verb (used with object), lam·bast·ed, lam·bast·ing. Informal.
- lamb, charles,
- lamb, william,
- lambda calculus,
- lambda particle,
- lambda point,
- lambda-b baryon
Origin of lambaste
Examples from the Web for lambaste
Indisputably Obama, I think, though of course, he will go on the stump and lambaste Republicans for holding out on tax cuts.
He predicted, correctly, that The New York Times would jump all over the ad and lambaste McCain.
You say a word, Codfish, and I'll lambaste the life out of you!The Rover Boys on a Hunt|Arthur M. Winfield (Edward Stratemeyer)
An' then, whoop they come over to England, an' they lambaste the Anglo-Saxons, an' talk to 'em about 'honneur.'How Doth the Simple Spelling Bee|Owen Wister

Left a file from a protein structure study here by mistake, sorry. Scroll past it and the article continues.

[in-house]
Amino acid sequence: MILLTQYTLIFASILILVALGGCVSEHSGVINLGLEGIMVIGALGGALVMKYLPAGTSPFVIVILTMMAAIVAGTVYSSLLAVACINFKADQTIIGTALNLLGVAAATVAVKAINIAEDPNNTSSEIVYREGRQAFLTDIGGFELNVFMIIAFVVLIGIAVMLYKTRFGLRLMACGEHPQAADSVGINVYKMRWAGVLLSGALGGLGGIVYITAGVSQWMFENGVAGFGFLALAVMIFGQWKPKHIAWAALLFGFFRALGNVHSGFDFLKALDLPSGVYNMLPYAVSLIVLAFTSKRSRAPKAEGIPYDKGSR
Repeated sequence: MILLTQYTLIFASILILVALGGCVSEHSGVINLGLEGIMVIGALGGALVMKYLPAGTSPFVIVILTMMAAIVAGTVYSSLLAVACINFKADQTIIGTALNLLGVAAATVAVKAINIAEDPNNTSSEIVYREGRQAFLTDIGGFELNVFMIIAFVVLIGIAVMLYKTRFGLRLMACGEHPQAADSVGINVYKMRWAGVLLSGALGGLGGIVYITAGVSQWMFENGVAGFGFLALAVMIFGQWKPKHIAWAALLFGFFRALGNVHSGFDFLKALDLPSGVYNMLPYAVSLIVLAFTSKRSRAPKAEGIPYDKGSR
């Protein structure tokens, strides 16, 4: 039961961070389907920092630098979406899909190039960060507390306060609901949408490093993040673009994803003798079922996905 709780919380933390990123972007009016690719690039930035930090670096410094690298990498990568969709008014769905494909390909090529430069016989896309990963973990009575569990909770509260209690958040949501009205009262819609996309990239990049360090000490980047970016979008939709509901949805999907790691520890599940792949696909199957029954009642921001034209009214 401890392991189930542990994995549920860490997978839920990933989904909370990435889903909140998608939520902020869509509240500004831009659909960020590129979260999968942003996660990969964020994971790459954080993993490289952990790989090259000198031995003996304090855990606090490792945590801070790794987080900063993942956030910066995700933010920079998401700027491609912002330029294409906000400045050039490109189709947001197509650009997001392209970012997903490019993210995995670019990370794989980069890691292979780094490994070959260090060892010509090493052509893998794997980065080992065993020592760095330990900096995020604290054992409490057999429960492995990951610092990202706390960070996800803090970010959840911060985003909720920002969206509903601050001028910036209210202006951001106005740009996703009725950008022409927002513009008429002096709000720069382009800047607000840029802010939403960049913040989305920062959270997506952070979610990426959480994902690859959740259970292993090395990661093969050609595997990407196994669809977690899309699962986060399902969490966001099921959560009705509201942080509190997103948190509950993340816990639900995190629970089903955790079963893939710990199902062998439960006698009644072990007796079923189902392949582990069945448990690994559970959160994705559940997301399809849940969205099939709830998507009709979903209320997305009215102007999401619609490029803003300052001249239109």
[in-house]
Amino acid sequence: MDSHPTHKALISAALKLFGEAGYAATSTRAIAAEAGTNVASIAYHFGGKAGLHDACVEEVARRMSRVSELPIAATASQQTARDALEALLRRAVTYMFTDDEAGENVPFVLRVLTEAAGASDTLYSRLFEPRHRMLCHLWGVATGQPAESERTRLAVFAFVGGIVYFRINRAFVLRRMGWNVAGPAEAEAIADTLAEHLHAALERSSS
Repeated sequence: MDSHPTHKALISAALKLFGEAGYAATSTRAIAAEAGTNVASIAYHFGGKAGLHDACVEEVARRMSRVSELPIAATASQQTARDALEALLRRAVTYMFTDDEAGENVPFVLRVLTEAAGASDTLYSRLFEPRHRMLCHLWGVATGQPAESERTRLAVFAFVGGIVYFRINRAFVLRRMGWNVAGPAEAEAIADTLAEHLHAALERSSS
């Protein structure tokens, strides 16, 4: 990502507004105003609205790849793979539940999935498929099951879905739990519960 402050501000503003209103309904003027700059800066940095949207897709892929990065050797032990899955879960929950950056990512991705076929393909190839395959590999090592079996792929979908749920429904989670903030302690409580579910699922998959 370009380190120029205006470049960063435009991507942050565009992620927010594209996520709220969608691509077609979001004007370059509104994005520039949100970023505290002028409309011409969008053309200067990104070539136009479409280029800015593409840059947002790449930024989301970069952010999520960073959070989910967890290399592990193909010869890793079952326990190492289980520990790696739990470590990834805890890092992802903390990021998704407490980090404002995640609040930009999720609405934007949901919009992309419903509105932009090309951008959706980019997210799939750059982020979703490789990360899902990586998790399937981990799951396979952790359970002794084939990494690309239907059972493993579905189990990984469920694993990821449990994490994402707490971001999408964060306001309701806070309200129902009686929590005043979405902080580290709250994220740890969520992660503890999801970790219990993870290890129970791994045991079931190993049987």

This was the first time he had ever touched a book—when he picked up one to lambaste these boys with it.The Librarian at Play|Edmund Lester Pearson
Say, Mr. Peel, if you ever have occasion to lambaste Watski again, just call to me.The Iron Boys in the Steel Mills|James R. Mears
Ef I catches him in my o'cha'd ag'in, I'll lambaste him good.The Cat in Grandfather's House|Carl Henry Grabo
1630s, from lam (1590s, ultimately from a Scandinavian source, cf. Old Norse lemja "to beat, to lame") + baste "to thrash" (see baste). Related: Lambasted; lambasting.